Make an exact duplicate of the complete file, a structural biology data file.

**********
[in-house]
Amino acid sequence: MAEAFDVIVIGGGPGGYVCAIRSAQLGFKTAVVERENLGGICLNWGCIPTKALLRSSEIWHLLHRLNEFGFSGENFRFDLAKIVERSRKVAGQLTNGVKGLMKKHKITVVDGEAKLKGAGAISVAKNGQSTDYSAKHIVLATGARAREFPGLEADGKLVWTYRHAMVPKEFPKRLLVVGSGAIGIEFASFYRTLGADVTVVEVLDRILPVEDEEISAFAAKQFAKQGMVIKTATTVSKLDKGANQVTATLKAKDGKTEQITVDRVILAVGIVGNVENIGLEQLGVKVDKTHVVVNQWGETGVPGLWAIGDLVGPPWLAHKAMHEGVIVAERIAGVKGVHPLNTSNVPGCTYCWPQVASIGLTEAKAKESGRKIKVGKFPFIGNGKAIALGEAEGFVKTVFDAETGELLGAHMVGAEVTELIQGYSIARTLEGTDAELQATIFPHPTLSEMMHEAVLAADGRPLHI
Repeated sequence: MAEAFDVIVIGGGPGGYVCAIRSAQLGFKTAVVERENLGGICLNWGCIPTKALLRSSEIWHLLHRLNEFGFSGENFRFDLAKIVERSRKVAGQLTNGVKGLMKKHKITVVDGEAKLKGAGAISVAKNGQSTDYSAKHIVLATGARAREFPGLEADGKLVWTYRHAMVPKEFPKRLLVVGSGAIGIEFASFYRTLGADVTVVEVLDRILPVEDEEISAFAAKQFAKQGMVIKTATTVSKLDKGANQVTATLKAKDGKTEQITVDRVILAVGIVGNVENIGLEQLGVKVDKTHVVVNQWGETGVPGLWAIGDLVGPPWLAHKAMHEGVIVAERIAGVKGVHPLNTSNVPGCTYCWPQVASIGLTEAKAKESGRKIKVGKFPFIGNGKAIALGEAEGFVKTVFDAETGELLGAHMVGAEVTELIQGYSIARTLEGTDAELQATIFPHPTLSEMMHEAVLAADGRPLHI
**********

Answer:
[in-house]
Amino acid sequence: MAEAFDVIVIGGGPGGYVCAIRSAQLGFKTAVVERENLGGICLNWGCIPTKALLRSSEIWHLLHRLNEFGFSGENFRFDLAKIVERSRKVAGQLTNGVKGLMKKHKITVVDGEAKLKGAGAISVAKNGQSTDYSAKHIVLATGARAREFPGLEADGKLVWTYRHAMVPKEFPKRLLVVGSGAIGIEFASFYRTLGADVTVVEVLDRILPVEDEEISAFAAKQFAKQGMVIKTATTVSKLDKGANQVTATLKAKDGKTEQITVDRVILAVGIVGNVENIGLEQLGVKVDKTHVVVNQWGETGVPGLWAIGDLVGPPWLAHKAMHEGVIVAERIAGVKGVHPLNTSNVPGCTYCWPQVASIGLTEAKAKESGRKIKVGKFPFIGNGKAIALGEAEGFVKTVFDAETGELLGAHMVGAEVTELIQGYSIARTLEGTDAELQATIFPHPTLSEMMHEAVLAADGRPLHI
Repeated sequence: MAEAFDVIVIGGGPGGYVCAIRSAQLGFKTAVVERENLGGICLNWGCIPTKALLRSSEIWHLLHRLNEFGFSGENFRFDLAKIVERSRKVAGQLTNGVKGLMKKHKITVVDGEAKLKGAGAISVAKNGQSTDYSAKHIVLATGARAREFPGLEADGKLVWTYRHAMVPKEFPKRLLVVGSGAIGIEFASFYRTLGADVTVVEVLDRILPVEDEEISAFAAKQFAKQGMVIKTATTVSKLDKGANQVTATLKAKDGKTEQITVDRVILAVGIVGNVENIGLEQLGVKVDKTHVVVNQWGETGVPGLWAIGDLVGPPWLAHKAMHEGVIVAERIAGVKGVHPLNTSNVPGCTYCWPQVASIGLTEAKAKESGRKIKVGKFPFIGNGKAIALGEAEGFVKTVFDAETGELLGAHMVGAEVTELIQGYSIARTLEGTDAELQATIFPHPTLSEMMHEAVLAADGRPLHI